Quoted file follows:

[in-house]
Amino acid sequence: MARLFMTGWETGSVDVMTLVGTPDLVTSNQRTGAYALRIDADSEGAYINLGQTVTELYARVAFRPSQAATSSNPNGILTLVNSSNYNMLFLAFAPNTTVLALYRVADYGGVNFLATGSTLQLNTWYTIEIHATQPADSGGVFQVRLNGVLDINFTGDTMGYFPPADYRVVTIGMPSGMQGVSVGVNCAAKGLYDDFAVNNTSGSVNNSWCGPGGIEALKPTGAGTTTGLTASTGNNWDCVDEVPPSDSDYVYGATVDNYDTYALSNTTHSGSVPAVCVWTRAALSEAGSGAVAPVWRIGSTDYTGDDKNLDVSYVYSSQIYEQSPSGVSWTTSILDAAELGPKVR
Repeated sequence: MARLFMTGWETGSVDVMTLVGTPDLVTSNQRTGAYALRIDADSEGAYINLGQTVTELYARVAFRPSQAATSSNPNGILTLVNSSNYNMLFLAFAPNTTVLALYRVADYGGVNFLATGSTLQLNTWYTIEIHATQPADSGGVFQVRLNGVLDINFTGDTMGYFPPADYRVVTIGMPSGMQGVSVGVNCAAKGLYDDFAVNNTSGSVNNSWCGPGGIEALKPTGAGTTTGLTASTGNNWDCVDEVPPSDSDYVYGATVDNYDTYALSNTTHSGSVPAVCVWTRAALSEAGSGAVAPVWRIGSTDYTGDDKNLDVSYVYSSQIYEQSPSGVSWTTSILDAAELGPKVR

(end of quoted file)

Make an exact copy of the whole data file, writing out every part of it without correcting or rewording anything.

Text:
[in-house]
Amino acid sequence: MARLFMTGWETGSVDVMTLVGTPDLVTSNQRTGAYALRIDADSEGAYINLGQTVTELYARVAFRPSQAATSSNPNGILTLVNSSNYNMLFLAFAPNTTVLALYRVADYGGVNFLATGSTLQLNTWYTIEIHATQPADSGGVFQVRLNGVLDINFTGDTMGYFPPADYRVVTIGMPSGMQGVSVGVNCAAKGLYDDFAVNNTSGSVNNSWCGPGGIEALKPTGAGTTTGLTASTGNNWDCVDEVPPSDSDYVYGATVDNYDTYALSNTTHSGSVPAVCVWTRAALSEAGSGAVAPVWRIGSTDYTGDDKNLDVSYVYSSQIYEQSPSGVSWTTSILDAAELGPKVR
Repeated sequence: MARLFMTGWETGSVDVMTLVGTPDLVTSNQRTGAYALRIDADSEGAYINLGQTVTELYARVAFRPSQAATSSNPNGILTLVNSSNYNMLFLAFAPNTTVLALYRVADYGGVNFLATGSTLQLNTWYTIEIHATQPADSGGVFQVRLNGVLDINFTGDTMGYFPPADYRVVTIGMPSGMQGVSVGVNCAAKGLYDDFAVNNTSGSVNNSWCGPGGIEALKPTGAGTTTGLTASTGNNWDCVDEVPPSDSDYVYGATVDNYDTYALSNTTHSGSVPAVCVWTRAALSEAGSGAVAPVWRIGSTDYTGDDKNLDVSYVYSSQIYEQSPSGVSWTTSILDAAELGPKVR